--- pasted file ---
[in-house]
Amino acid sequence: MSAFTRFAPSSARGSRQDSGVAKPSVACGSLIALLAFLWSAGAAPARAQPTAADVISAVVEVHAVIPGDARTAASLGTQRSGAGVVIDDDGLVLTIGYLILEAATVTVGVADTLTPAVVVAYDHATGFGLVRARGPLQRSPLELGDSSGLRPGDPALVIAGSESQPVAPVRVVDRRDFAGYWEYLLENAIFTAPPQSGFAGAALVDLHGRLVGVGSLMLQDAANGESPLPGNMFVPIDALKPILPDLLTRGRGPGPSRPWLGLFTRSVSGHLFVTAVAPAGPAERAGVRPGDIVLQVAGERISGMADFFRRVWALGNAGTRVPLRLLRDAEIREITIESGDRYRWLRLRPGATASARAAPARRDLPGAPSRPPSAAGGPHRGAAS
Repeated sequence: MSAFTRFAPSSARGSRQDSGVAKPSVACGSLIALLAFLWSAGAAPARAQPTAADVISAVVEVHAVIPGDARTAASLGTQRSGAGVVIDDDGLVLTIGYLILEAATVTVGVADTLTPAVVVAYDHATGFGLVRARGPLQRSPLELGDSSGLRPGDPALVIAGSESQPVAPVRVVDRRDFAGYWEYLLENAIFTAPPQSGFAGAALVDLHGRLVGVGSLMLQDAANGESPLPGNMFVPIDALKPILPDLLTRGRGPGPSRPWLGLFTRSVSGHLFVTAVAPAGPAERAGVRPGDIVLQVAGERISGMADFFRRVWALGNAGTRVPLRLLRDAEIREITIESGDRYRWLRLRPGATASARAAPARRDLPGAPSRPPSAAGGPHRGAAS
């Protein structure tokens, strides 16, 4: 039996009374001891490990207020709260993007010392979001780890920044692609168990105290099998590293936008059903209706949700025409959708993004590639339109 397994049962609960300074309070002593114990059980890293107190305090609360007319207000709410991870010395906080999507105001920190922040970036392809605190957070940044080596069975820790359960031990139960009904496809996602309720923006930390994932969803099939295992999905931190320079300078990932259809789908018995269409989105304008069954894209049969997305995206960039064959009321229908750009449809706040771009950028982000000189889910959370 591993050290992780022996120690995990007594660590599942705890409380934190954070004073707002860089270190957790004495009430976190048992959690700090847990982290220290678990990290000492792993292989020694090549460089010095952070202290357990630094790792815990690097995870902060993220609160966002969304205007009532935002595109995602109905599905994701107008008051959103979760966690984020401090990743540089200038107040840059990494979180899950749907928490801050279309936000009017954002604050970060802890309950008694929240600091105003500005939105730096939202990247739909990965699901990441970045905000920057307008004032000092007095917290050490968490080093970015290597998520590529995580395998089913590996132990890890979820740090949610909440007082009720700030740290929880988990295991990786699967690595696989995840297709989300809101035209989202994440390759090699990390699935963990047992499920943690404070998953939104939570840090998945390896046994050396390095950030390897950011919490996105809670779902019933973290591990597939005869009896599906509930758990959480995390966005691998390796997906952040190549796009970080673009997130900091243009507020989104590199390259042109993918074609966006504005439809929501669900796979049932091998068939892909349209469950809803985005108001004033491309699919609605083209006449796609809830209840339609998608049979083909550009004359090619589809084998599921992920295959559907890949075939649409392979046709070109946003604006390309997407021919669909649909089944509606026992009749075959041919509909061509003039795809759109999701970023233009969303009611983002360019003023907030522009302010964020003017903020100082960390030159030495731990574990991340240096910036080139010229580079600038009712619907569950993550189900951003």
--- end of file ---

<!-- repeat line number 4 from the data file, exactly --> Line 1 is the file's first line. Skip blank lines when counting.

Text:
């Protein structure tokens, strides 16, 4: 039996009374001891490990207020709260993007010392979001780890920044692609168990105290099998590293936008059903209706949700025409959708993004590639339109 397994049962609960300074309070002593114990059980890293107190305090609360007319207000709410991870010395906080999507105001920190922040970036392809605190957070940044080596069975820790359960031990139960009904496809996602309720923006930390994932969803099939295992999905931190320079300078990932259809789908018995269409989105304008069954894209049969997305995206960039064959009321229908750009449809706040771009950028982000000189889910959370 591993050290992780022996120690995990007594660590599942705890409380934190954070004073707002860089270190957790004495009430976190048992959690700090847990982290220290678990990290000492792993292989020694090549460089010095952070202290357990630094790792815990690097995870902060993220609160966002969304205007009532935002595109995602109905599905994701107008008051959103979760966690984020401090990743540089200038107040840059990494979180899950749907928490801050279309936000009017954002604050970060802890309950008694929240600091105003500005939105730096939202990247739909990965699901990441970045905000920057307008004032000092007095917290050490968490080093970015290597998520590529995580395998089913590996132990890890979820740090949610909440007082009720700030740290929880988990295991990786699967690595696989995840297709989300809101035209989202994440390759090699990390699935963990047992499920943690404070998953939104939570840090998945390896046994050396390095950030390897950011919490996105809670779902019933973290591990597939005869009896599906509930758990959480995390966005691998390796997906952040190549796009970080673009997130900091243009507020989104590199390259042109993918074609966006504005439809929501669900796979049932091998068939892909349209469950809803985005108001004033491309699919609605083209006449796609809830209840339609998608049979083909550009004359090619589809084998599921992920295959559907890949075939649409392979046709070109946003604006390309997407021919669909649909089944509606026992009749075959041919509909061509003039795809759109999701970023233009969303009611983002360019003023907030522009302010964020003017903020100082960390030159030495731990574990991340240096910036080139010229580079600038009712619907569950993550189900951003």